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Tales from the Mark Side: The Conservative Voice in Manatee County

Manatee County’s code enforcement corruption destined to continue as the wrong head rolled

By Mark Young

mark.young@manateeherald.com

 

The first time former Manatee County code enforcement officer Tanya Shaw reached out to me while I was at the Bradenton Herald to tell the story of a disgraceful act of favoritism being played out regarding the Medieval Fair moving to Myakka City, I wasn’t surprised.

I have long covered issues in the county’s code enforcement department, but it had been difficult to nail down the blatant all-out corruption until Shaw had the courage to lay it all out, complete with documentation.

Each time I caught them up to something, they typically reversed course bringing an end to the latest attempt to bully an average citizen while showing favor to the county’s rich and powerful.

But I couldn’t prove the internal works of what the code enforcement’s secret policies were in showing favoritism to some, until that is, Shaw had the courage to show me just how deep the double standards went.

So, no, I wasn’t surprised to learn all I did thanks to Shaw, however, I was very much surprised and disappointed to recently learn that Shaw’s bravery in revealing the corruption has led to her termination.

Forget surprise and disappointment. I’m downright angry about it and you should be too.

This was no easy thing for Shaw to endure. She knew she was putting a target on her back, and her colleagues inside the corrupt code enforcement didn’t disappoint in their retaliation. Shaw, who had an unblemished work record, was subjected to humiliation by those she accused to be “re-trained” by a less experienced employee.

Those same supervisors who are supposed to hold the public’s trust then concocted a number of things to write Shaw up on, which was their goal in falsely justifying her termination.

I find it difficult to believe that our county’s leadership would allow such treatment of what should have been a celebrated employee who did the right thing. This unethical behavior at the highest levels of our county government to not only allow it, but then to give the Medieval Fair everything they wanted in the first place is beyond disgraceful.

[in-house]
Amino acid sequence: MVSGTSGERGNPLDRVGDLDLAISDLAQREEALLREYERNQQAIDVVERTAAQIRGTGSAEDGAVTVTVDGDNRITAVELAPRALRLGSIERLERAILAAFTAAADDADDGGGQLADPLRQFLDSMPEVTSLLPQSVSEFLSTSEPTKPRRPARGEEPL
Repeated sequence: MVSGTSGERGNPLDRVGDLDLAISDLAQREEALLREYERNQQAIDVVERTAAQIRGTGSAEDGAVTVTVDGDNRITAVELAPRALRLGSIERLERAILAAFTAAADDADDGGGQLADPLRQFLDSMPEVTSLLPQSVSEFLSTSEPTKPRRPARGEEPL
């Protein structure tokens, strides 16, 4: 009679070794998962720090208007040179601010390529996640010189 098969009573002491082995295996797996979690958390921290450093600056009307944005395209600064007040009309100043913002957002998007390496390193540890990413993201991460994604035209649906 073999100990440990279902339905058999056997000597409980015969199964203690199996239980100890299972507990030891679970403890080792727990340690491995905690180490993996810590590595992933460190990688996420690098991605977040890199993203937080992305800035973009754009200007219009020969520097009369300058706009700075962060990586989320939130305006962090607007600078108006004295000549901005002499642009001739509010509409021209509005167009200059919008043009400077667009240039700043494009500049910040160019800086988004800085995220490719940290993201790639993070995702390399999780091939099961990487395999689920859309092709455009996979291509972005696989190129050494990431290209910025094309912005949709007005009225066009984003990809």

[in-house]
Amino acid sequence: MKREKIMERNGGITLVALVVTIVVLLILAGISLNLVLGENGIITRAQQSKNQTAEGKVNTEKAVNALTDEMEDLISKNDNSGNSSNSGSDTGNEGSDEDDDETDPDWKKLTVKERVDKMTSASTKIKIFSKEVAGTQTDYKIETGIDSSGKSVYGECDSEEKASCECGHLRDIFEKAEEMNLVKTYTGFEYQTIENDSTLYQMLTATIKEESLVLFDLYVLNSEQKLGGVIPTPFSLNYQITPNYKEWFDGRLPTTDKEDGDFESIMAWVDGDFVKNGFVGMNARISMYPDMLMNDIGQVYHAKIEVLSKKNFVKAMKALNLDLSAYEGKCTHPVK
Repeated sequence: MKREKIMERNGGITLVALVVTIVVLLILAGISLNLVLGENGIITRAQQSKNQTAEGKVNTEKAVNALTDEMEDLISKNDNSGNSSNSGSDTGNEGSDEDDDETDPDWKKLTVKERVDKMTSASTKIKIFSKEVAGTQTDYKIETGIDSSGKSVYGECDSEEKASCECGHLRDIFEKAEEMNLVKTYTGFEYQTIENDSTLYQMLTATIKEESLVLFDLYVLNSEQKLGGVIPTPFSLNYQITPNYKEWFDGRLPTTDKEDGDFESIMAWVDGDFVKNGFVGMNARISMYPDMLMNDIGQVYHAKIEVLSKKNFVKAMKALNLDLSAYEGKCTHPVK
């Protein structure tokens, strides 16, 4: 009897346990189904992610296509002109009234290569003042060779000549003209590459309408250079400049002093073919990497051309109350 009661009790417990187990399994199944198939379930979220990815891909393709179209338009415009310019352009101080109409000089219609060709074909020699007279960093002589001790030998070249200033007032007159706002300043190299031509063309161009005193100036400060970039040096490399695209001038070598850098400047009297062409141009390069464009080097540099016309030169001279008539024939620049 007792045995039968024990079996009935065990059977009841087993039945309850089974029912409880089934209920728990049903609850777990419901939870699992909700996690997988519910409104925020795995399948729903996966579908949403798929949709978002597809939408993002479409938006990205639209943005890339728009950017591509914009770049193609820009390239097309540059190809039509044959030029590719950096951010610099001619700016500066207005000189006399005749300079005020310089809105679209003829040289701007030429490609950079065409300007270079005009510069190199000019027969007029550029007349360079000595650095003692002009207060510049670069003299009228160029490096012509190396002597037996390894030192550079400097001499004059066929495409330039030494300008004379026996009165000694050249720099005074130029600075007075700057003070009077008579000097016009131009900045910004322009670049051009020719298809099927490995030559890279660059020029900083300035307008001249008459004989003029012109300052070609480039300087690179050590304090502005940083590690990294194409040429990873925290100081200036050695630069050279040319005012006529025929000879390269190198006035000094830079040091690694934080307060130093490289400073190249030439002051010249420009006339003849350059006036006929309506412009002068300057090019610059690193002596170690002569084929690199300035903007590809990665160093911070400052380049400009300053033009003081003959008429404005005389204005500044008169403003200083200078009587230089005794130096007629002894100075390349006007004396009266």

To recap what happened, Shaw discovered the owners of the fair were conducting a major development on 50 acres of an old nursery in Myakka City off of SR 70 when neighbors reported the substantial development was causing their properties to flood.

Shaw took what she discovered to her supervisors who were ready to take action until they found that the property was tied to former Sarasota building official Kathy Croteau, who owns the fair with her son Jeremy.

Shaw’s supervisors then ordered her to close the case with no findings. When Shaw refused, she was removed from the case. Code enforcement supervisor Tommy Wooten then put another code enforcement officer Chet Brown on the case. Brown did what Shaw refused in trying to close the case, and he was subsequently promoted to a supervisor position.

I continued my investigation, which revealed that the Croteau’s misled everyone about the property’s intent, despite advertising it as the new home of the fair. They insisted they were simply bringing back the property for agricultural purposes and were able to secure an ag exemption from Manatee County under the state’s lenient agricultural exemption policies.

But ag exemptions only go so far and the major development of the property required additional county permits, but the Croteau’s decided they just didn’t want to bother with the extra work and costs.

As I continued to expose the lies, which included a lie to FDOT about the proposed entranceway into the property, a stop work order still was never issued, even as the county’s Inspector General’s office launched an internal investigation into the department’s obvious malfeasance.